A second arrangement of the combination of phosphorescent and non-luminescent material is indicated at 60 in which the phosphorescent material 61 is applied as a layer to the surface of the page and the non-luminescent material 62 is applied on top of the layer to provide accents to the colouring of the phosphorescent material. This technique allows the application of different colours on top of the phosphorescent material to provide accents and shading which can enhance the visible effect of phosphorescent material when viewed under normal light.
A further arrangement of the combination of phosphorescent and non-luminescent material is indicated at 70 in which a layer of the non-luminescent material is indicated at 71 and is applied directly onto the surface of the page. On top of that layer 71 is provided a layer 72 of the phosphorescent material and this terminates at a position spaced inwardly from side edges of the initial layer so that a band of the initial layer of non-luminescent is visible around the edge of the phosphorescent material. This provides a possibility of improved visual effects during normal lighting and also provides a sharp edge for the phosphorescent material when viewed during the phosphorescent effect.
Various techniques can be used with the mixture of phosphorescent and non-luminescent materials generally of the type shown in FIG. 4. In one arrangement, a non-luminescent pattern is outlined around its periphery with the phosphorescent material. This provides a negative pattern which is discernible when viewing the page in the darkened condition since the outline of the glow provides a pattern of non-glow which is visible.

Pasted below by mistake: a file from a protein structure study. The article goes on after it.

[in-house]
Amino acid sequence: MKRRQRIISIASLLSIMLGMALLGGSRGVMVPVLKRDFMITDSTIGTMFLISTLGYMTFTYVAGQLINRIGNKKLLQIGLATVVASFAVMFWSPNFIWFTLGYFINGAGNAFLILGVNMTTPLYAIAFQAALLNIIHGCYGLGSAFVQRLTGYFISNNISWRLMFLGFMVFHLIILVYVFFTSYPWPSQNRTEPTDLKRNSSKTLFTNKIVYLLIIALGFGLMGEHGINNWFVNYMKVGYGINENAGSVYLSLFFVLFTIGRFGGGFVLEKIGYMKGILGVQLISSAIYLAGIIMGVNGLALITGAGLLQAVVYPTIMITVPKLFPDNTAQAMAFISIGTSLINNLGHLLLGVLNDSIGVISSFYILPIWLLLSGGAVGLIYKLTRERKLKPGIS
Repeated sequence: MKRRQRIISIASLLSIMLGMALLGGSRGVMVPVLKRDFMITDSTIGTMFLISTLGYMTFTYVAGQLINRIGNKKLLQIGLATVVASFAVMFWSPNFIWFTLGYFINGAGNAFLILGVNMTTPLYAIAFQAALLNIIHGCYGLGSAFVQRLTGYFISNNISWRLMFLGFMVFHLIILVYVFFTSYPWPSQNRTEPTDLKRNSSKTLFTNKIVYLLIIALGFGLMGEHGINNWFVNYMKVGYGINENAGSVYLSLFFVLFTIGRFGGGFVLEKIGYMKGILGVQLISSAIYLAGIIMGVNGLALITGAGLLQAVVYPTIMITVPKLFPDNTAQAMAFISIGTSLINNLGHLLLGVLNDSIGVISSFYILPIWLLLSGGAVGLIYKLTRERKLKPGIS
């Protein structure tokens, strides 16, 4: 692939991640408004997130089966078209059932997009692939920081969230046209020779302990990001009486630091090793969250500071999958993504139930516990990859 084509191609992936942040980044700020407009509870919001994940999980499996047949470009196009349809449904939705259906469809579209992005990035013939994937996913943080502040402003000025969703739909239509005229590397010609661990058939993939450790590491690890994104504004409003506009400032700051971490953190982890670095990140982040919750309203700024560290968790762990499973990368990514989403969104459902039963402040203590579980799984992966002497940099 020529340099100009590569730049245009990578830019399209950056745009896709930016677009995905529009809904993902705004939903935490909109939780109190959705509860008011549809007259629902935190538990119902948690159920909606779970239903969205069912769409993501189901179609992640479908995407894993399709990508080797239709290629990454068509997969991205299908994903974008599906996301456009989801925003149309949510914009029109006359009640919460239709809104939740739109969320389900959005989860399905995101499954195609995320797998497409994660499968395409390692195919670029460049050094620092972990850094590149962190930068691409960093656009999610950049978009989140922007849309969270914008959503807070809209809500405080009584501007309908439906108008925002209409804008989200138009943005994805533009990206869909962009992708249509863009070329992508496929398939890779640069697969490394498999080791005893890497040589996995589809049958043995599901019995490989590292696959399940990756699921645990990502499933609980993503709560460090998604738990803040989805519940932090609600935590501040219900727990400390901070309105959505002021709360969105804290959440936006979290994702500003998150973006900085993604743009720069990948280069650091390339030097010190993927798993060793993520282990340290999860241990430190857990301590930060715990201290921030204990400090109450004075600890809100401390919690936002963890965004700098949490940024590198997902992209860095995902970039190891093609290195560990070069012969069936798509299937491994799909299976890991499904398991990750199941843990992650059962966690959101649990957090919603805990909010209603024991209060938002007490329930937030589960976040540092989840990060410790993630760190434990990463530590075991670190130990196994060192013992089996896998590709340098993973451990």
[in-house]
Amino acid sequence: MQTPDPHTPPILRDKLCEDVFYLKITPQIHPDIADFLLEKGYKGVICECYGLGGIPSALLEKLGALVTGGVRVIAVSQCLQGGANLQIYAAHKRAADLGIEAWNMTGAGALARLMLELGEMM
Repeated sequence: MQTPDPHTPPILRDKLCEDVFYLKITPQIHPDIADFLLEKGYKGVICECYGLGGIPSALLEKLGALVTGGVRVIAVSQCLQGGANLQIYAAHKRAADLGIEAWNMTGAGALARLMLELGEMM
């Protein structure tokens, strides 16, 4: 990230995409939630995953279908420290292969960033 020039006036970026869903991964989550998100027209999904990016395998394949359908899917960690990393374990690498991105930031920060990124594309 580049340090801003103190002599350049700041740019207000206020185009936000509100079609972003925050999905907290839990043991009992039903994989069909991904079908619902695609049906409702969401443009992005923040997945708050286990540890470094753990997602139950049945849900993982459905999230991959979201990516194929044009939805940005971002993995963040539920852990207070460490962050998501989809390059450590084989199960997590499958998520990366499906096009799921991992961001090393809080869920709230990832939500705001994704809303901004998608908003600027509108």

Another technique which can be used is to apply one of the materials over the other of the materials while leaving holes or slots in the second material through which the first material is visible. A yet further technique involves the application of multiple layers of the non-luminescent and phosphorescent materials which can be applied in circles each inside the next or similar patterns for example to provide the appearance of "eyes" in which the "white of the eye" is applied in the phosphorescent material and a dot of non-luminescent material is applied over the phosphorescent material to provide the "pupil".
A yet further technique involves the application of a translucent glitter material on top of the phosphorescent material. Different effects are obtained as to whether the non-luminescent glitter material is applied when the underlying phosphorescent layer is wet or if it is dried. When the layer remains wet, the translucent glitter material is to some extent absorbed into the phosphorescent layer and takes on the colour of the phosphorescent layer and also no longer retains its raised or relief pattern. This technique provides a particularly attractive effect in that the glitter is simply absorbed into the phosphorescent material to provide an attractive visual effect both in the dark and when viewed in normal light. A further subsidiary of this technique is to mix the phosphorescent and non-luminescent materials while wet so that patterns or swirls are formed of one with the other rather than forming a blend. This is effected by applying each of the materials to the page and by mixing the materials mechanically.
A yet further technique involves the application of a thinner pigmented material which does not provide the raised relief pattern so that it forms simply a colour wash without the relief effect. All of the other materials specified above to some extent provide a relief pattern relatively non-luminescent and phosphorescent conditions which provides a strong visual effect and also is highly tactile.
While one embodiment of the present invention has been described in the foregoing, it is to be understood that other embodiments are possible within the scope of the invention. The invention is to be considered limited solely by the scope of the appended claims.
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|US20100109314 *||Apr 23, 2009||May 6, 2010||Janice Stravinskas||Self-illuminating book with mode-switchable page-embedded lighting|
|US20100180478 *||Jan 22, 2010||Jul 22, 2010||Jim Spelman||Hand held placard display with a plurality of individual messages mounted in a circular bound fashion|
|U.S. Classification||283/92, 281/38, 283/63.1, 281/51, 283/62, 283/61, 281/22|
|Cooperative Classification||B42B5/08, B42D1/009|
|Aug 29, 2000||REMI||Maintenance fee reminder mailed|
|Feb 4, 2001||LAPS||Lapse for failure to pay maintenance fees|
|Apr 10, 2001||FP||Expired due to failure to pay maintenance fee|
Effective date: 20010204